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Fall on Snow, Loss of Control, Involuntary Glissade, New Hampshire, Mt. Washington


New Hampshire, Mt. Washington

On March 11, Henry Dones (20) survived a spectacular 500-foot slide down the east slope of Mt. Washington. A Harvard student, he was one of ten members of an M.I.T. Outing Club excursion. “We broke up into groups,” said Dones. “I was with two other climbers, a guy named Ken and a girl named Laurie; I never did learn their last names.” Dones said that he had to quit within 200 feet of the summit because he was exhausted. He found some shelter and waited for his companions to return, which they did half an hour later at 4:30 p.m. Ken checked Dones’ crampons, then they started down the slope. “I took five steps, long ones, and then everything seemed to let go. My crampons didn’t seem to grab hold of anything, and my ice axe didn’t help either.”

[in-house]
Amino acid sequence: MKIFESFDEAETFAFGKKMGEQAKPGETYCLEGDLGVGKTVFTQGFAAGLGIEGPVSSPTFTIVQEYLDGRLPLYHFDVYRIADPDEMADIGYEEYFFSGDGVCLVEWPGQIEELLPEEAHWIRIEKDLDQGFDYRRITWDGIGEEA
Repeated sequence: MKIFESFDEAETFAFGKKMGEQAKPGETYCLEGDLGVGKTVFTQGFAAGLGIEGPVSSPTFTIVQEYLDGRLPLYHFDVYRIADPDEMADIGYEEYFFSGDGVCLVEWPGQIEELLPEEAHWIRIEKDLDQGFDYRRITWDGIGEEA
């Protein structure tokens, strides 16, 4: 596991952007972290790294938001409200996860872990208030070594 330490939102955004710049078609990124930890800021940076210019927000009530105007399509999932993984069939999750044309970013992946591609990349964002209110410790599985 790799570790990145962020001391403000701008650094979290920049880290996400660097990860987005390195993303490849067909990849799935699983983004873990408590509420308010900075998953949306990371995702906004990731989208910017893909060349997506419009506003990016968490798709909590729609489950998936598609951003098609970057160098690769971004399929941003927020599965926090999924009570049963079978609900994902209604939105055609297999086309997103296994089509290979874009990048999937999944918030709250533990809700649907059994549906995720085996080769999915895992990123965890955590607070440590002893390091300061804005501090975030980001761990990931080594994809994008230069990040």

The fall started near the top, at what is called The Cone, and ended at the Alpine Gardens. Dones missed several rock outcroppings along the way. His companions covered him with sleeping bags and parkas, and then got help from the A.M.C. A litter evacuation was soon accomplished, and Dones was taken to a nearby hospital. (Source: The Boston Globe, March 14, 1978)


Mt. Washington demands mountaineering techniques and knowledge. Beginning climbers need to learn appropriate skills, which in this case means ascending and descending snow slopes, use of crampons, and ice axe self-arrest. It seemed from the details provided that Dones had the idea that crampons and ice axes work independently and had somehow failed to do their intended jobs. (Source: J. Williamsons)